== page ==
OpenAI CEO Sam Altman appeared before a U.S. Senate hearing on May 16 to discuss the potential effects of ChatGPT on the broader economy and whether the federal government should consider intervening with legislation, as some European lawmakers have done.

Altman acknowledged public concerns surrounding ChatGPT and its most recent iteration, GPT-4. He said OpenAI shares some of those concerns, but noted it’s important to understand that GPT-4 “is a tool, not a creature.”

He said that while ChatGPT will do away with some jobs, he believes it will replace them with “far greater jobs.”

“GPT-4 and other systems like it are good at doing tasks, not jobs, and so you see already people that are using GPT-4 to do their job much more efficiently,” Altman said at the hearing.

“GPT-4 will, I think, entirely automate away some jobs, and it will create new ones that we believe will be much better.”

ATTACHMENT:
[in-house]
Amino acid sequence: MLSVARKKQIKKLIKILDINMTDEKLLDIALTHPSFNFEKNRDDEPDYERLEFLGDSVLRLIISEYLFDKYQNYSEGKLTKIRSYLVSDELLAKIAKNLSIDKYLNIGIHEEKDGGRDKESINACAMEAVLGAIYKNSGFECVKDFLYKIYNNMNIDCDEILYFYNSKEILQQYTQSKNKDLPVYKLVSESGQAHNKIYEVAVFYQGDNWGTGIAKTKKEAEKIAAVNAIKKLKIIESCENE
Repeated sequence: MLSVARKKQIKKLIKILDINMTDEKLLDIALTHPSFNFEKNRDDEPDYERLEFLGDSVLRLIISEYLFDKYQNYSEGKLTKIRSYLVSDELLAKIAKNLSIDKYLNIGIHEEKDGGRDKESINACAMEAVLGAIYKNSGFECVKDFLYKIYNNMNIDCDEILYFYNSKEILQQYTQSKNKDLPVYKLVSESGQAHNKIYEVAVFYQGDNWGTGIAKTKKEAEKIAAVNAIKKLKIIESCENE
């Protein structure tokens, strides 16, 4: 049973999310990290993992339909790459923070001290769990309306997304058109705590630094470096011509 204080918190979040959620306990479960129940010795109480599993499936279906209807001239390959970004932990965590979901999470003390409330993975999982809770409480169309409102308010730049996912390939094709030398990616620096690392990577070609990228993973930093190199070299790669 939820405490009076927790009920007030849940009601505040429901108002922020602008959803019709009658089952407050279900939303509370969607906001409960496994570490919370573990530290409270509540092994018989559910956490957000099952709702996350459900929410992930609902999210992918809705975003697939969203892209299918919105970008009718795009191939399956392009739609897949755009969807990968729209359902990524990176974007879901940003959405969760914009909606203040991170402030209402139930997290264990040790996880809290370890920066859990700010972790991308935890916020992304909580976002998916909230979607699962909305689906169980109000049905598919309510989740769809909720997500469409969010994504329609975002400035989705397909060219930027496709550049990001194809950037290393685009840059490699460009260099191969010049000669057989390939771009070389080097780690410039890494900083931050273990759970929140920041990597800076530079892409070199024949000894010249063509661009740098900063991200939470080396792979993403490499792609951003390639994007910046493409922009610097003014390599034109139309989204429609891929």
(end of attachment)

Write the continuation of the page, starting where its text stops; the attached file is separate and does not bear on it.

He went on to say that he believes federal governments have a role to play in facilitating this change.

“There will be an impact on jobs. We try to be very clear about that, and I think it will require partnership between the industry and government, but mostly action by government to figure out how we want to mitigate that.”

TikTok Privacy Investigation

A number of Canada’s provincial privacy commissioners along with the OPC are also investigating the Beijing-linked video-sharing app TikTok over concerns that its data collection practices may violate its users’ privacy.
The OPC said in a Feb. 23 news release that—along with the privacy authorities for British Columbia, Alberta, and Quebec—it will be examining if TikTok’s data-collection practices are compliant with Canadian privacy legislation and if the application obtains valid and meaningful consent before collection, using, and disclosing users’ personal information.

A TikTok spokesperson previously told The Epoch Times that it is “committed to operating with transparency to earn and maintain the trust of the many Canadians who create and find joy on our platform.”

The privacy commissioners undertook the investigation, which is still ongoing, just days before Ottawa banned TikTok effective Feb. 28 on all federal government-issued devices over concerns that the app’s data collection methods leave users open to cyber attacks.
The Associated Press, The Canadian Press, and Matthew Horwood contributed to this report.